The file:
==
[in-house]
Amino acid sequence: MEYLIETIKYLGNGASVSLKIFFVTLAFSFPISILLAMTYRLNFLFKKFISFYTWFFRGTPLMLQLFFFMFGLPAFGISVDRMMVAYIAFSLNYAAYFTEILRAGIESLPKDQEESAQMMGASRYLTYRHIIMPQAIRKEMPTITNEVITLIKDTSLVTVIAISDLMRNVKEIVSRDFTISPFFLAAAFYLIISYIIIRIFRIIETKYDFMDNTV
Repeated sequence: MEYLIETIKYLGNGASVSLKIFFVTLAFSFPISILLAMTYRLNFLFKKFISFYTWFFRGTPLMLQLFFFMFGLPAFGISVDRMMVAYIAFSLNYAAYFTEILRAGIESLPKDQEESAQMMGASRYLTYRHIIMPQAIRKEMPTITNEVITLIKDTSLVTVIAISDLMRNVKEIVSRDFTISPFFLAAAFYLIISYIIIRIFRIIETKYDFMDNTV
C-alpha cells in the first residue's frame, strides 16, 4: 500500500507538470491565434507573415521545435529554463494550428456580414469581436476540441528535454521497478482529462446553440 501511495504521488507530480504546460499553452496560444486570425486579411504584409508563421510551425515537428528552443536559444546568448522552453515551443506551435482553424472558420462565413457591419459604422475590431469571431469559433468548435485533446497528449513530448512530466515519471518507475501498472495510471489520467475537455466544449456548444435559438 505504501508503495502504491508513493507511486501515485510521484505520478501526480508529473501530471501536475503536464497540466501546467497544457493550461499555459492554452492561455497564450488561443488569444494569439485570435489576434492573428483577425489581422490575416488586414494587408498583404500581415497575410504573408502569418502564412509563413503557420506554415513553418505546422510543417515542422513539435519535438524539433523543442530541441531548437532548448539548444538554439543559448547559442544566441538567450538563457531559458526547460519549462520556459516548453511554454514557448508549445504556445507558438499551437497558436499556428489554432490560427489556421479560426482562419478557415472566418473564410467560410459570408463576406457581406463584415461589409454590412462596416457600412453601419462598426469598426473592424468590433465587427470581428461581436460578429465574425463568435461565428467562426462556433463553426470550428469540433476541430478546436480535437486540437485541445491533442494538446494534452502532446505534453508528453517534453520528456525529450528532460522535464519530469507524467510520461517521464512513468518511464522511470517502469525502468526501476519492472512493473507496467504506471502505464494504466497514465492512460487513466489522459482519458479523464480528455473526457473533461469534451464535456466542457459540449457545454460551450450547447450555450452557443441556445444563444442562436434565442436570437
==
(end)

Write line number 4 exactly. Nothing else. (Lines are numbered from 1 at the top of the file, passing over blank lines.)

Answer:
C-alpha cells in the first residue's frame, strides 16, 4: 500500500507538470491565434507573415521545435529554463494550428456580414469581436476540441528535454521497478482529462446553440 501511495504521488507530480504546460499553452496560444486570425486579411504584409508563421510551425515537428528552443536559444546568448522552453515551443506551435482553424472558420462565413457591419459604422475590431469571431469559433468548435485533446497528449513530448512530466515519471518507475501498472495510471489520467475537455466544449456548444435559438 505504501508503495502504491508513493507511486501515485510521484505520478501526480508529473501530471501536475503536464497540466501546467497544457493550461499555459492554452492561455497564450488561443488569444494569439485570435489576434492573428483577425489581422490575416488586414494587408498583404500581415497575410504573408502569418502564412509563413503557420506554415513553418505546422510543417515542422513539435519535438524539433523543442530541441531548437532548448539548444538554439543559448547559442544566441538567450538563457531559458526547460519549462520556459516548453511554454514557448508549445504556445507558438499551437497558436499556428489554432490560427489556421479560426482562419478557415472566418473564410467560410459570408463576406457581406463584415461589409454590412462596416457600412453601419462598426469598426473592424468590433465587427470581428461581436460578429465574425463568435461565428467562426462556433463553426470550428469540433476541430478546436480535437486540437485541445491533442494538446494534452502532446505534453508528453517534453520528456525529450528532460522535464519530469507524467510520461517521464512513468518511464522511470517502469525502468526501476519492472512493473507496467504506471502505464494504466497514465492512460487513466489522459482519458479523464480528455473526457473533461469534451464535456466542457459540449457545454460551450450547447450555450452557443441556445444563444442562436434565442436570437